2007-04-14 05:43:08 UTC
Permalink
Santosh Helkar wrote: "We should remember that being a secularist is an
ideal that is enshrined in the Indian constitution."

I am being technical here. When the Constitution was adopted immediately
after independence, India was defined as a democratic republic. During the
Emergency of 1975-77, it was amended and India was defined as a secular,
socialist, democratic republic. The word secular has not been defined
anywhere in the Constitution. The objective of the amendment had nothing to
do with upholding the principles of either secularism or socialism.

Having said this, I do believe strongly in secularism, which I define to
mean that the state does not recognise the communal identity of the citizen
in dealing with him or her.

Sachin Phadte

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Santosh Helekar
2007-04-14 20:58:02 UTC
Permalink
The word secular has not been defined anywhere in
the >Constitution.
This statement is utterly meaningless. The words
democratic and republic have also not been defined
anywhere in the constitution.

The Indian constitution, as originally formulated and
today, makes the meaning of secularism and the
conviction that India is a secular state absolutely
clear. The preamble itself states that its purpose is
"to secure to all its citizens", among other things,
"LIBERTY of thought, expression, belief, faith and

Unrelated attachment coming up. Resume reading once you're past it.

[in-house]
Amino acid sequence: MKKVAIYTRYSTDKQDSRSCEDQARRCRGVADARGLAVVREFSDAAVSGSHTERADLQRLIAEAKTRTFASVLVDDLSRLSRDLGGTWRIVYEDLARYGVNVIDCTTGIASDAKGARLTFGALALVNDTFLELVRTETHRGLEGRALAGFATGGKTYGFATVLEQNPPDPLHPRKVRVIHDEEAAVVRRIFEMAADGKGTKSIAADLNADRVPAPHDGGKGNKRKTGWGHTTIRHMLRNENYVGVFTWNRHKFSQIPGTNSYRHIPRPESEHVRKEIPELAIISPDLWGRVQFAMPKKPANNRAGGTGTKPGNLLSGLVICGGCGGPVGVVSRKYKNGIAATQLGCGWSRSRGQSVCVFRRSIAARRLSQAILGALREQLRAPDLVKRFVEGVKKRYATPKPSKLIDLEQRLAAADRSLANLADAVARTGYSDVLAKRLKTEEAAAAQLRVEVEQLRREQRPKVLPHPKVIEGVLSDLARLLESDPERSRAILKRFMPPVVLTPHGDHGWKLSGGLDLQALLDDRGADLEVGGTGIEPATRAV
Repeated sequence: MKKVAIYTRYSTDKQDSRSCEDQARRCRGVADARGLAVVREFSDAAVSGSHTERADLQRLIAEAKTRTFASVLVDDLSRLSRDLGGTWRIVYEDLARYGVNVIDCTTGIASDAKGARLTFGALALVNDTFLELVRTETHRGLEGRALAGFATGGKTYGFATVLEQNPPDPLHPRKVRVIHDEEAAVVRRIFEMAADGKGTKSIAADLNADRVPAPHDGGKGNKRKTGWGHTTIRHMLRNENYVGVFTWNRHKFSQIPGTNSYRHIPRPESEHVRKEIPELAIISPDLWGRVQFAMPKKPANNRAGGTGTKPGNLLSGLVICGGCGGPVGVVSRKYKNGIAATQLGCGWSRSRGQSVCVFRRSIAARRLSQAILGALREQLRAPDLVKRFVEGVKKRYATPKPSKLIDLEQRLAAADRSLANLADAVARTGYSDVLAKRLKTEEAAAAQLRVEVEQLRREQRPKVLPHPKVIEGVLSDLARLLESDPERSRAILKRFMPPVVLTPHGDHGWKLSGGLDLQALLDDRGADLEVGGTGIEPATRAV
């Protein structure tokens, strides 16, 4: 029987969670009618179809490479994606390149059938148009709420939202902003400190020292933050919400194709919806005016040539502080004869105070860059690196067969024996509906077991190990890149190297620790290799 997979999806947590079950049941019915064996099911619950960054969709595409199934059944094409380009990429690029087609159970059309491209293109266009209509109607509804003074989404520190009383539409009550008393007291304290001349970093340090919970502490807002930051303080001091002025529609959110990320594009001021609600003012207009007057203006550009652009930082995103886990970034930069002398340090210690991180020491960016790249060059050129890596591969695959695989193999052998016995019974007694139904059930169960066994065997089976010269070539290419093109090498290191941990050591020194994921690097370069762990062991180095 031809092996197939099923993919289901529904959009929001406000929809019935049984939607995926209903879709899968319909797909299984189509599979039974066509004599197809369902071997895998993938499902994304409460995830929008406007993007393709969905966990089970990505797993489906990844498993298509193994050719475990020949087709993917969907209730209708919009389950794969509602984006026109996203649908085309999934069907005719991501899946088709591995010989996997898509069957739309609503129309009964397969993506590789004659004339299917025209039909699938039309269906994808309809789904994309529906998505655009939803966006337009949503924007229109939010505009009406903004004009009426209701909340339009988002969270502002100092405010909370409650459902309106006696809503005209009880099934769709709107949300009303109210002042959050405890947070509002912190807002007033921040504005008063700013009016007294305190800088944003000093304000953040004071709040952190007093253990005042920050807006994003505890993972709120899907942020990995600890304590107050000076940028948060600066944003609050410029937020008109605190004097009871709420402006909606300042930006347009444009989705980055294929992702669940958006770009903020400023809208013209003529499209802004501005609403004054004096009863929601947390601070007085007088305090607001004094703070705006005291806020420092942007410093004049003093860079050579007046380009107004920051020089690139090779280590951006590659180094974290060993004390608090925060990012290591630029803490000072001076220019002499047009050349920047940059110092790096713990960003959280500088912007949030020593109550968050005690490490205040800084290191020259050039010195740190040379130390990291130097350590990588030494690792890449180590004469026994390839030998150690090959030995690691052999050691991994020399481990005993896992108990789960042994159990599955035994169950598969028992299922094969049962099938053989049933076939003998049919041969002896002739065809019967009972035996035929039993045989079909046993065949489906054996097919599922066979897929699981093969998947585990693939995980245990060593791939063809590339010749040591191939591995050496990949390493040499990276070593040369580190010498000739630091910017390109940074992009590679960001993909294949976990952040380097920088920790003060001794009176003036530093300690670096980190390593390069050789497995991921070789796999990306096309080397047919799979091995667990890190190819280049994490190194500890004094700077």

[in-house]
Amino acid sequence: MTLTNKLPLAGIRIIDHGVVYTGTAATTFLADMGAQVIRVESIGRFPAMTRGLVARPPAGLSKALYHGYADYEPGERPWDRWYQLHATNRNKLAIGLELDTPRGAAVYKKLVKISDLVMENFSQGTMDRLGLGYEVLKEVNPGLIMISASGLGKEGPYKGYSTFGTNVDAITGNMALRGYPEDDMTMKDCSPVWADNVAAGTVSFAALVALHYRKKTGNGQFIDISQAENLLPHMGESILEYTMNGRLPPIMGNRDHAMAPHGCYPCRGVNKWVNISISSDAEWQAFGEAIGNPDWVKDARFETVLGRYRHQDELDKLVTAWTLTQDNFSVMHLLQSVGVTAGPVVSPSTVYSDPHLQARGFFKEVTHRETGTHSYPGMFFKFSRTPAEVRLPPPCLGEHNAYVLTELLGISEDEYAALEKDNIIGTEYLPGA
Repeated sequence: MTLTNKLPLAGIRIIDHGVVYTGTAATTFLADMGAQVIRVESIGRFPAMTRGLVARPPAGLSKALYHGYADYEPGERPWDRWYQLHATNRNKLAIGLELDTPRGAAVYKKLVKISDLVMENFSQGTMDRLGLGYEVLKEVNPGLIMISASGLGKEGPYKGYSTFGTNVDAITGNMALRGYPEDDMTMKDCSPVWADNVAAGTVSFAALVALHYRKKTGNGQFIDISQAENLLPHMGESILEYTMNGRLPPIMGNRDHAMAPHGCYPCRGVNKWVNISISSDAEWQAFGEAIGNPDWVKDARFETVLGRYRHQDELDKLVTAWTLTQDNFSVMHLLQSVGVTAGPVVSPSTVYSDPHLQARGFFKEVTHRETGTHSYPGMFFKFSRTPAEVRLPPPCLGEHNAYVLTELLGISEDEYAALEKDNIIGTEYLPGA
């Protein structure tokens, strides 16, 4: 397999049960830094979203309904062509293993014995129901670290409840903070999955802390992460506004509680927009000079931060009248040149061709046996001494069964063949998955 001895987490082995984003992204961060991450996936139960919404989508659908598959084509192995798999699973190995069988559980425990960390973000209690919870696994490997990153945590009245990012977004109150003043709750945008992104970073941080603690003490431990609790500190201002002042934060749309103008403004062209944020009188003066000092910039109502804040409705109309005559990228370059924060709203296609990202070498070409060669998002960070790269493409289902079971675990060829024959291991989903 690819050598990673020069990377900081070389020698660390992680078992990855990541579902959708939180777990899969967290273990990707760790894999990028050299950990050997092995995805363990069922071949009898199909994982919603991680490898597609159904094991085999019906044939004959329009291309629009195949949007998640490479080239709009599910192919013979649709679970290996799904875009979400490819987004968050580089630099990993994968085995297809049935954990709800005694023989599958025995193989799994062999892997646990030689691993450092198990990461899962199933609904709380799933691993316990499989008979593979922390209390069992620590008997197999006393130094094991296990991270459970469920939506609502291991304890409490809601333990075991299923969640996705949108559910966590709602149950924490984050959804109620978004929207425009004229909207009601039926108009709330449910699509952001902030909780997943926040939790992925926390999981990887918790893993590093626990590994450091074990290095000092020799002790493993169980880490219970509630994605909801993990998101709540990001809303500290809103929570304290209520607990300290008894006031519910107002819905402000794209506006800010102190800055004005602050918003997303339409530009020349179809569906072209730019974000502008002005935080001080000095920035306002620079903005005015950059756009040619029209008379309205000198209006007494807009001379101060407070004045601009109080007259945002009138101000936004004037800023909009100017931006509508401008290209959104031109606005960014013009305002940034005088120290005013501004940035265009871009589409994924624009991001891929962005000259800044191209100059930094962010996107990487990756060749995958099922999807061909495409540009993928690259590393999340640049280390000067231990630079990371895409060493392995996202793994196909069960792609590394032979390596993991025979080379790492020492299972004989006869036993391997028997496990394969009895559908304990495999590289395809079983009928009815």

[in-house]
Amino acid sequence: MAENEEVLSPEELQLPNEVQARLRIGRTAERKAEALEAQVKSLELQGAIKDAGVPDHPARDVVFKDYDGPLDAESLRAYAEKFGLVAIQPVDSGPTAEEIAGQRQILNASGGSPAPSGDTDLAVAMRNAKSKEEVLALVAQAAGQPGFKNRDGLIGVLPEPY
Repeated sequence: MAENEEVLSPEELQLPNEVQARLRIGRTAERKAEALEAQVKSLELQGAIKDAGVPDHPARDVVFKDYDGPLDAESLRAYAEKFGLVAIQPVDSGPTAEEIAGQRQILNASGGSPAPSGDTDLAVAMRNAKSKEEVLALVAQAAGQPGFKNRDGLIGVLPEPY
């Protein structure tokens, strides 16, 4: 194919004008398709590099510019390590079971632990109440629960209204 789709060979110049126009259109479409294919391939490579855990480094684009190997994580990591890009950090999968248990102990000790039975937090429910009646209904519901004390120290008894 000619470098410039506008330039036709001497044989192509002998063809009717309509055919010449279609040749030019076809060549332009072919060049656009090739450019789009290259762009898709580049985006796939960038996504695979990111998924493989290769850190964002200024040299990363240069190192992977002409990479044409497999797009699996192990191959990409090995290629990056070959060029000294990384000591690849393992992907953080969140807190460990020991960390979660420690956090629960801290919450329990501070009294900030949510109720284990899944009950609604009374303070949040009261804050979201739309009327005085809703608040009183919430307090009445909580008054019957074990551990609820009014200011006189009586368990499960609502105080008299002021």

worship". Please see:
http://www.constitution.org/cons/india/preamble.html

One of the fundamental rights in our constitution is
the "right to freedom of religion", under which no
religion receives any kind of special treatment, and
the State dissociates itself completely from any and
all forms of religious activity. The statements that
are most appealing to me in this regard are the
following:

"(1) No religious instruction shall be provided in any
educational institution wholly maintained out of State
funds."

"(3) No person attending any educational institution
recognised by the State or receiving aid out of State
funds shall be required to take part in any religious
instruction that may be imparted in such institution
or to attend any religious worship that may be
conducted in such institution or in any premises
attached thereto unless such person or, if such person
is a minor, his guardian has given his consent
thereto."

Please see:
http://www.constitution.org/cons/india/p03.html
http://www.constitution.org/cons/india/p03028.html
Having said this, I do believe strongly in
secularism, which I define to mean that the state
does >not recognise the communal identity of the
citizen in >dealing with him or her.
I think this principle has very little to do with
secularism per se. It is subsumed in the "right to
equality".

Here is how it is stated in the constitution:

"(1) The State shall not discriminate against any
citizen on grounds only of religion, race, caste, sex,
place of birth or any of them."

Please see:
http://www.constitution.org/cons/india/p03015.html

Cheers,

Santosh
Santosh Helekar
2007-04-15 17:15:37 UTC